Benjamin Farjeon

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Benjamin Leopold Farjeon (12 May 1838 – 23 July 1903) was an English novelist, playwright, printer and journalist. As an author, he was known for his huge output.


Farjeon was born in London to Dinah Levy and Jacob Farjeon, Orthodox Jews. He was raised in Whitechapel and had no formal secular education. At fourteen, he entered the office of the Nonconformist, a Christian journal, to learn the printing trade. He broke away from the strict faith of his father and in 1854 immigrated to Australia. During the voyage he was moved from steerage to cabin class because he had produced some numbers of a ship newspaper, the Ocean Record.[1]

Farjeon worked as a gold miner in Victoria (Australia), started a newspaper, then went to New Zealand in 1861. He settled at Dunedin, working as a journalist on the Otago Daily Times, edited by Julius Vogel. Farjeon became manager and sub-editor. He began writing novels and plays. He attracted the attention of Charles Dickens.[1]

In 1868, he returned to Britain and lived in London in the Adelphi Theatre. Over the next thirty-five years he produced nearly sixty novels. Many of his works were illustrated by his long-time friend Nicholas Chevalier.

He died in Hampstead on 23 July 1903, aged 65.[1]


Farjeon married Margaret Jane "Maggie" Jefferson (1853–1933), daughter of the American actor Joseph Jefferson, on 6 June 1877. He was the father of J. Jefferson Farjeon, Eleanor Farjeon, Herbert Farjeon, and Harry Farjeon.[1]

Selected novels[edit]

  • Shadows on the Snow: A Christmas Story (1865)
  • Grif: a Story of Australian Life (1866)
  • Jessie Trim (1870)
  • Blade-o'-Grass: A Christmas Story (1871)
  • Joshua Marvel (1871)
  • London's Heart (1873)
  • Bread-and-Cheese and Kisses: A Christmas Story (1873)
  • Golden Grain (1874)
  • The King of No-Land (1875)
  • The Duchess of Rosemary Lane (1876)
  • An Island Pearl (1876)
  • At the Sign of the Silver Flagon (1880)
  • Great Porter Square: A Mystery (1884)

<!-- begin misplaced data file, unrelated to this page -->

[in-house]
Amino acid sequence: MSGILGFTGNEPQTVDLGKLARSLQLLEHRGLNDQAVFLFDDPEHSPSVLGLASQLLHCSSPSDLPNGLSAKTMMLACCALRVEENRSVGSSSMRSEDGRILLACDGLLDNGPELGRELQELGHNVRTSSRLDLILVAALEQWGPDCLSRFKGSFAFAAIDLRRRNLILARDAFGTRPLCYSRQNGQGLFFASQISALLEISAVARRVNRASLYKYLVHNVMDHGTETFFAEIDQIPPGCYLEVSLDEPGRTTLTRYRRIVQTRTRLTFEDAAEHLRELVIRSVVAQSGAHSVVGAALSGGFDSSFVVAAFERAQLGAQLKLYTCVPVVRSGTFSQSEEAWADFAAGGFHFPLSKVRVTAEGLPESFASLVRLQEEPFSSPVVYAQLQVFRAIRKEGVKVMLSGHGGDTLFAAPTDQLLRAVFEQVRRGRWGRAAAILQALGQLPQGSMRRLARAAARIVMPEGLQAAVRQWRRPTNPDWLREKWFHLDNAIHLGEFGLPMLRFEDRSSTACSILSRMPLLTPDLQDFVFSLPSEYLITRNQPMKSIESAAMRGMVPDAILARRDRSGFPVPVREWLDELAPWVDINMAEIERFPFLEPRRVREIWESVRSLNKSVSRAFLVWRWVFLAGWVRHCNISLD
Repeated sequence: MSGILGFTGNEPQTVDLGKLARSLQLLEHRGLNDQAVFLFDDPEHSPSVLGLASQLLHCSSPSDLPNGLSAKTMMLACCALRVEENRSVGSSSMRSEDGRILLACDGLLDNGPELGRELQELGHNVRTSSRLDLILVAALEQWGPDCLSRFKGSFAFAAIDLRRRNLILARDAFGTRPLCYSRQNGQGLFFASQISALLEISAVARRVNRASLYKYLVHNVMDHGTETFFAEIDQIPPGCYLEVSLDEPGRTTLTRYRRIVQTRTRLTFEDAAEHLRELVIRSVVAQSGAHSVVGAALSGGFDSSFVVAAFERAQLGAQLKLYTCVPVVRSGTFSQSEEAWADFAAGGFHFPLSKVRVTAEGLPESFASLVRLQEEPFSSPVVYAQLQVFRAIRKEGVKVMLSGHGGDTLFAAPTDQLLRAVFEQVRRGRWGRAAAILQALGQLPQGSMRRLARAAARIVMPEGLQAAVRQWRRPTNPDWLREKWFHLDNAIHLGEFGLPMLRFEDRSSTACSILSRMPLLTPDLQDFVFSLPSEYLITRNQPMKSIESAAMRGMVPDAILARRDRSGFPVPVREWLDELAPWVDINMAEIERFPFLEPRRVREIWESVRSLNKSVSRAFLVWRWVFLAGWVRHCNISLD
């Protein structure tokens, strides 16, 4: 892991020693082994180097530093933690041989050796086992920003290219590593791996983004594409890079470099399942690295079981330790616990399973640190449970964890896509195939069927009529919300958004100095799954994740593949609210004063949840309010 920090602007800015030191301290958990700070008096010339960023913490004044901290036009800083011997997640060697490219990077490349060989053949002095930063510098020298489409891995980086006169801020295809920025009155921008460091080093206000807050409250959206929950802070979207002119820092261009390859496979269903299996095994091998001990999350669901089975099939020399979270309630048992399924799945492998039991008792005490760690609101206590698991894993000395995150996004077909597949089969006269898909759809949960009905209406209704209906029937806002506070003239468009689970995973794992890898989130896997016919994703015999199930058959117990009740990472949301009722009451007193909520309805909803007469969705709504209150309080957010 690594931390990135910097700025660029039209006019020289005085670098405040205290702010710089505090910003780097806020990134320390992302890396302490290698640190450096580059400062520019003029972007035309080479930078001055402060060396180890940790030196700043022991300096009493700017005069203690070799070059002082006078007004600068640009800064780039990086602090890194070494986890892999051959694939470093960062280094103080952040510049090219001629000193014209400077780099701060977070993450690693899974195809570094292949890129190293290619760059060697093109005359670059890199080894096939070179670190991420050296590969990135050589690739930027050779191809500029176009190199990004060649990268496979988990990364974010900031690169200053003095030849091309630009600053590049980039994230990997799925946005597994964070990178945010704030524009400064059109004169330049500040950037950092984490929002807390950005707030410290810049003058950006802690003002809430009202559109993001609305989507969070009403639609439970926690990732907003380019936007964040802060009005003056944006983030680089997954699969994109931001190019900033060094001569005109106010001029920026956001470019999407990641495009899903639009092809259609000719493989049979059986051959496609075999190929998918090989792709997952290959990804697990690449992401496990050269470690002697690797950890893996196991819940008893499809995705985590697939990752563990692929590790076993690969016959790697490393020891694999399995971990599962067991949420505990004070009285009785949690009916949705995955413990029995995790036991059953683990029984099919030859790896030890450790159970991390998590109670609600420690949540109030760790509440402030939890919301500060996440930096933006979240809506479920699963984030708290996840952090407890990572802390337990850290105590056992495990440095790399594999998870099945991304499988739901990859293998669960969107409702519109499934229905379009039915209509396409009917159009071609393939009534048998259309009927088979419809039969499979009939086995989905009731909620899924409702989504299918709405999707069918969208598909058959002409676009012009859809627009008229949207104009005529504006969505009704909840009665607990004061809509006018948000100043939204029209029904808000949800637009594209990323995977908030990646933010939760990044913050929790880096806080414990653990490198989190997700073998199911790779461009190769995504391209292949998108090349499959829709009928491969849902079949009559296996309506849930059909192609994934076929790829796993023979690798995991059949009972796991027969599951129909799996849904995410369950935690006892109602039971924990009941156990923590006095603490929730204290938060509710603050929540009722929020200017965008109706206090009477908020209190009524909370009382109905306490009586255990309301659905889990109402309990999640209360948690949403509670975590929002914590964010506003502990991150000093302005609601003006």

• The House of White Shadows (1884)
  • Love's Harvest (1885)
  • In a Silver Sea (1886)
  • The Nine of Hearts (1886)
  • A Secret Inheritance (1887)
  • The Tragedy of Featherstone (1887)
  • Devlin the Barber (1888)
  • Toilers of Babylon (1888)
  • The Peril of Richard Pardon (1888)
  • The Mystery of M. Felix (1890)
  • For the Defense (1891)
  • The Blood White Rose (1891)
  • The Last Tenant (1893)
  • Something Occurred (1893)
  • Aaron the Jew (1894) (US title: A Fair Jewess)
  • Miriam Rozella (1898)
  • Samuel Boyd of Catchpole Square: A Mystery (1899)
  • The Mesmerists (1900)



  • Melville, Lewis (1912). "Farjeon, Benjamin Leopold" . Dictionary of National Biography (2nd supplement). London: Smith, Elder & Co.
  • Lewis Melville, rev. William Baker. "Farjeon, Benjamin Leopold (1838–1903)". Oxford Dictionary of National Biography (online ed.). Oxford University Press. doi:10.1093/ref:odnb/33078.(Subscription or UK public library membership required.)
  • Bleiler, Everett (1948). The Checklist of Fantastic Literature. Chicago: Shasta Publishers. p. 112.
  • Mennell, Philip (1892). "Farjeon, Benjamin Leopold" . The Dictionary of Australasian Biography. London: Hutchinson & Co – via Wikisource.
  • Serle, Percival (1949). "Farjeon, Benjamin". Dictionary of Australian Biography. Sydney: Angus and Robertson.
  • Sorrell, Paul (1 September 2010). "Farjeon, Benjamin Leopold - Biography". Dictionary of New Zealand Biography. Te Ara: The Encyclopedia of New Zealand. Retrieved 2 October 2012.

Additional sources listed by the Dictionary of Australian Biography:

External links[edit]